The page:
There have lately been, in the aspiring/amateur/emerging screenwriting world, a growing number of script “showcases” designed to help writers get their material in front of decision makers, without having to pay or kiss anybody’s ass.
Above is not a screen cap from one of those, but a sampling of loglines from the “top scripts” on the commercial Black List website—where writers can pay to have their scripts evaluated by professional readers.
I don’t want to mention any of the showcases because I was lucky to be on a couple of them. The organizers have been hardworking, passionate and generous to a fault.
So far, the number of emails I have received from my presence on two lists—from fans or pros, or anybody—has been exactly zero. (It could very well be my material at fault.)
I’ve also had the experience of surveying the showcases, as producer would, trying to find a cool project, or a talented writer, or just make contact with somebody who seems interesting.
These showcases are all badly in need of curation.
I understand the impulse to try to help as many people as possible. But when your showcase has upwards of 70 projects, it is not helping anybody.
These lists need to be thought of like a restaurant, not a supermarket.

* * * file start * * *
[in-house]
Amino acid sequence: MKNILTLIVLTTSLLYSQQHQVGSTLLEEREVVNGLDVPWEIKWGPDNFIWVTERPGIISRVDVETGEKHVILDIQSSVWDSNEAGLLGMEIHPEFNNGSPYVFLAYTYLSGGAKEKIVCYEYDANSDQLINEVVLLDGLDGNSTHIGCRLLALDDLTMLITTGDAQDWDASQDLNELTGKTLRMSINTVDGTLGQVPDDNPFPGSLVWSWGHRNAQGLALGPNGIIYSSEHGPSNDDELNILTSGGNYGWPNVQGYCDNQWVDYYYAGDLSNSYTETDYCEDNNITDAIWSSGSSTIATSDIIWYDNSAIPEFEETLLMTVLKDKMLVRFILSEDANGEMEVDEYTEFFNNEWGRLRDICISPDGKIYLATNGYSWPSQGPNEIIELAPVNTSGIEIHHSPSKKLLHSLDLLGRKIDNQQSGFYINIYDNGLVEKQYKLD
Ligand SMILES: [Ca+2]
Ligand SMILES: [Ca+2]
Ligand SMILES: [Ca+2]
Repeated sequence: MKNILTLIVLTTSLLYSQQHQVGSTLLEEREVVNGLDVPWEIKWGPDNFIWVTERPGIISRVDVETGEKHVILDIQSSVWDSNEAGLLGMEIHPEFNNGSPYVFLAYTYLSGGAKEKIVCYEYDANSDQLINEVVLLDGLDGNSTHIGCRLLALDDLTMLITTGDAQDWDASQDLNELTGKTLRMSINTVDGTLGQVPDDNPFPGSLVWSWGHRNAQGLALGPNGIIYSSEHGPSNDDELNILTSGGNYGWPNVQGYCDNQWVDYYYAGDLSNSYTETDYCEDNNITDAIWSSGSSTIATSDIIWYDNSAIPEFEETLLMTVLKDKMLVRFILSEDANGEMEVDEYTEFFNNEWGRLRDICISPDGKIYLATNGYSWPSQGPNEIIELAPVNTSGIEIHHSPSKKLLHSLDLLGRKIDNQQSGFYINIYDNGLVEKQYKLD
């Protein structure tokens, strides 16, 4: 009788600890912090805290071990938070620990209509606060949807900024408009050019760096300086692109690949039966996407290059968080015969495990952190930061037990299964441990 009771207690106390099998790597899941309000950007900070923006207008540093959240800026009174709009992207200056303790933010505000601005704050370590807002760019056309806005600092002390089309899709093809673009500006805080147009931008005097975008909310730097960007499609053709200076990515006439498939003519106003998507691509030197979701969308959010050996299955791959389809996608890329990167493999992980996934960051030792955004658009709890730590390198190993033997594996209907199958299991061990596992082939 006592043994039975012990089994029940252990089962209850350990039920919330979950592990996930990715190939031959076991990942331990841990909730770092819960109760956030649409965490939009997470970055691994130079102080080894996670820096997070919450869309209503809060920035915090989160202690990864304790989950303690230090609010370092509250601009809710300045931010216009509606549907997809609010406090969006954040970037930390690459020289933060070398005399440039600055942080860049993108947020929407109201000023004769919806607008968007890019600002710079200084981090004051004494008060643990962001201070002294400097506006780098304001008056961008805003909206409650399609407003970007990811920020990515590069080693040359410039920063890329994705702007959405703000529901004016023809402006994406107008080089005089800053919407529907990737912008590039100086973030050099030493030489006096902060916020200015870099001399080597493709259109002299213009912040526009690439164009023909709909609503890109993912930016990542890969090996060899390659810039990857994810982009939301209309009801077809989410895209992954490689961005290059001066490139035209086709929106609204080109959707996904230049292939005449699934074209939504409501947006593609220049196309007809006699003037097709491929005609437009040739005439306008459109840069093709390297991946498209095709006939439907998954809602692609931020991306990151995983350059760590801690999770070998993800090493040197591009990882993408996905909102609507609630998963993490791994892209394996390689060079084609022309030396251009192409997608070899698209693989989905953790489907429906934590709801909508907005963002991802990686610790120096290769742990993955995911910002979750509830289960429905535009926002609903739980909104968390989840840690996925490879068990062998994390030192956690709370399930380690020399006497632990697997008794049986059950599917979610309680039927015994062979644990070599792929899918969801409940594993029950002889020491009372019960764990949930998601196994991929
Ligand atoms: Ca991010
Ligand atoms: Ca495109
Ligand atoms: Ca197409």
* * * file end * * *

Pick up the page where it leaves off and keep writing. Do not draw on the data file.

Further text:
A supermarket is—we have everything. You want strawberries? Got it. Milk? Got it? Spices? Got it. Rat poison? Got it. Cooking, cleaning, batteries, a pharmacy—come get everything.
A restaurant is—we are going to give you an experience. You will have good food, good service, pleasant ambiance, and enjoy your company and dining for a limited time.
A restaurant does not (with some exceptions) give a menu of 70 entrees.
No—you have a limited, thoughtful curation of choices. Do you like steak or tofu? Fish or veggies? There is also a theme (the style/nationality of cuisine).
A little bit of choice is good. You feel like you can take care of yourself and find an experience that is best for you.
Too much choice is overwhelming and stressful. You worry about making the wrong choice, and it takes so much time, you can’t decide, and you waste time during what should be a special experience. How can you have confidence that you picked the best meal from 70 choices? The night is full of regret, not enjoyment.
When I look at these showcases, first of all, far too many of the projects are obviously uncommercial or have loglines that I call “plot soup.”
A logline should express a concept and a rendition of that concept that intrigues. It should have a simplicity and clarity that shows the writer knows how to entertain.
When a logline is “plot soup,” it’s got zombies and a kidnapping and a love story and space aliens and time travel—it’s about everything, and thus nothing.
It also takes too long to read more than a handful of loglines—even good ones. You just get tired. Every year the annual, actual Black List (the year’s best unproduced scripts, voted on by actual executives) has a lot of really cool loglines, but it still can be a chore to read.
So I’m sorry to say I can’t make it through any of these showcases. There are too many lame loglines, and I lose confidence that any of them will be good, or that I will be able to find the “diamond in the rough.”
And it’s a shame, because I think the organizers are not making the most of their obvious passion and effort to help writers.